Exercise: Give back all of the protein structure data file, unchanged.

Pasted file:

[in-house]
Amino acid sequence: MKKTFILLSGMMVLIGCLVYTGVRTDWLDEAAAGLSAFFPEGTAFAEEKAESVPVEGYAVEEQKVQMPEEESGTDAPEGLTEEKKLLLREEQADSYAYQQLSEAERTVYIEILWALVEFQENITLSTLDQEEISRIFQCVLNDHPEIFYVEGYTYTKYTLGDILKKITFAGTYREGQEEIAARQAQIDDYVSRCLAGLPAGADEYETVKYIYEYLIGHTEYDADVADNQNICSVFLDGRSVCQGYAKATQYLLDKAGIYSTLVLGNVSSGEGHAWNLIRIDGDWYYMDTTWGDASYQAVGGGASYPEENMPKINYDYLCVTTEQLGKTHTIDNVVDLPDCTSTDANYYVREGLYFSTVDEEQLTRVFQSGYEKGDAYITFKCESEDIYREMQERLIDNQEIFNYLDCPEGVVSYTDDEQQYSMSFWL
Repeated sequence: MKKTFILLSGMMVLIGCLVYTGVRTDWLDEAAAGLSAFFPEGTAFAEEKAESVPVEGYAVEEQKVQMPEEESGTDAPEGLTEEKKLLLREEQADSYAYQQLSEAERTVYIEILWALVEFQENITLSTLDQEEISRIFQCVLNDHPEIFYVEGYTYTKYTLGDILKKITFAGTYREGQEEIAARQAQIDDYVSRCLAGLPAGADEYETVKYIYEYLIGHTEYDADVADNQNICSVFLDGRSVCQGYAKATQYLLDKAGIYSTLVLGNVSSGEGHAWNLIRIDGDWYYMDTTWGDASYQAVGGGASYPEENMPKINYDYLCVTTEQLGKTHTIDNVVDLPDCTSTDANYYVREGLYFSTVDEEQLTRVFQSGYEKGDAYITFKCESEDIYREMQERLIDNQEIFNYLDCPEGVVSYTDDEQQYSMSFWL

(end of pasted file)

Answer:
[in-house]
Amino acid sequence: MKKTFILLSGMMVLIGCLVYTGVRTDWLDEAAAGLSAFFPEGTAFAEEKAESVPVEGYAVEEQKVQMPEEESGTDAPEGLTEEKKLLLREEQADSYAYQQLSEAERTVYIEILWALVEFQENITLSTLDQEEISRIFQCVLNDHPEIFYVEGYTYTKYTLGDILKKITFAGTYREGQEEIAARQAQIDDYVSRCLAGLPAGADEYETVKYIYEYLIGHTEYDADVADNQNICSVFLDGRSVCQGYAKATQYLLDKAGIYSTLVLGNVSSGEGHAWNLIRIDGDWYYMDTTWGDASYQAVGGGASYPEENMPKINYDYLCVTTEQLGKTHTIDNVVDLPDCTSTDANYYVREGLYFSTVDEEQLTRVFQSGYEKGDAYITFKCESEDIYREMQERLIDNQEIFNYLDCPEGVVSYTDDEQQYSMSFWL
Repeated sequence: MKKTFILLSGMMVLIGCLVYTGVRTDWLDEAAAGLSAFFPEGTAFAEEKAESVPVEGYAVEEQKVQMPEEESGTDAPEGLTEEKKLLLREEQADSYAYQQLSEAERTVYIEILWALVEFQENITLSTLDQEEISRIFQCVLNDHPEIFYVEGYTYTKYTLGDILKKITFAGTYREGQEEIAARQAQIDDYVSRCLAGLPAGADEYETVKYIYEYLIGHTEYDADVADNQNICSVFLDGRSVCQGYAKATQYLLDKAGIYSTLVLGNVSSGEGHAWNLIRIDGDWYYMDTTWGDASYQAVGGGASYPEENMPKINYDYLCVTTEQLGKTHTIDNVVDLPDCTSTDANYYVREGLYFSTVDEEQLTRVFQSGYEKGDAYITFKCESEDIYREMQERLIDNQEIFNYLDCPEGVVSYTDDEQQYSMSFWL